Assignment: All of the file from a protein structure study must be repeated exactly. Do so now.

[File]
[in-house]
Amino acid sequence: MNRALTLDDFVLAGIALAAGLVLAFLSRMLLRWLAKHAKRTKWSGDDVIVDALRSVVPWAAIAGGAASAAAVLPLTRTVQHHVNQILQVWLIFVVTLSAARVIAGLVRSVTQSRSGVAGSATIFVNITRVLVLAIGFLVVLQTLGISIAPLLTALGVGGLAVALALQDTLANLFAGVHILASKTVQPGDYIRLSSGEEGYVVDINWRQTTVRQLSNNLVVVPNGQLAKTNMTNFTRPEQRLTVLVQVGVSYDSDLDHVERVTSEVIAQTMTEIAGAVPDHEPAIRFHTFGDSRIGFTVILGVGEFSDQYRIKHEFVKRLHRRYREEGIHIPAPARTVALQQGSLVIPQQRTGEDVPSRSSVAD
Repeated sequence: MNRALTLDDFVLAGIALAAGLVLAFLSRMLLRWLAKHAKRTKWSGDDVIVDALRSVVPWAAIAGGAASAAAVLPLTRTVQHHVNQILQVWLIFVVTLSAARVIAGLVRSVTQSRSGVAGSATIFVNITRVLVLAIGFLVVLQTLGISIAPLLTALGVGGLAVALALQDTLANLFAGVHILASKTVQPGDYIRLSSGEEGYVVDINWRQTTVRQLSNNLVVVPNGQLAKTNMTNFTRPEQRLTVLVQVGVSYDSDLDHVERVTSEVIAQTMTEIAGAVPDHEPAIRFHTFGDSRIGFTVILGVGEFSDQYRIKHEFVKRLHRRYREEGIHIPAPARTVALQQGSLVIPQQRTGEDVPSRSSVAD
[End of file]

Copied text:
[in-house]
Amino acid sequence: MNRALTLDDFVLAGIALAAGLVLAFLSRMLLRWLAKHAKRTKWSGDDVIVDALRSVVPWAAIAGGAASAAAVLPLTRTVQHHVNQILQVWLIFVVTLSAARVIAGLVRSVTQSRSGVAGSATIFVNITRVLVLAIGFLVVLQTLGISIAPLLTALGVGGLAVALALQDTLANLFAGVHILASKTVQPGDYIRLSSGEEGYVVDINWRQTTVRQLSNNLVVVPNGQLAKTNMTNFTRPEQRLTVLVQVGVSYDSDLDHVERVTSEVIAQTMTEIAGAVPDHEPAIRFHTFGDSRIGFTVILGVGEFSDQYRIKHEFVKRLHRRYREEGIHIPAPARTVALQQGSLVIPQQRTGEDVPSRSSVAD
Repeated sequence: MNRALTLDDFVLAGIALAAGLVLAFLSRMLLRWLAKHAKRTKWSGDDVIVDALRSVVPWAAIAGGAASAAAVLPLTRTVQHHVNQILQVWLIFVVTLSAARVIAGLVRSVTQSRSGVAGSATIFVNITRVLVLAIGFLVVLQTLGISIAPLLTALGVGGLAVALALQDTLANLFAGVHILASKTVQPGDYIRLSSGEEGYVVDINWRQTTVRQLSNNLVVVPNGQLAKTNMTNFTRPEQRLTVLVQVGVSYDSDLDHVERVTSEVIAQTMTEIAGAVPDHEPAIRFHTFGDSRIGFTVILGVGEFSDQYRIKHEFVKRLHRRYREEGIHIPAPARTVALQQGSLVIPQQRTGEDVPSRSSVAD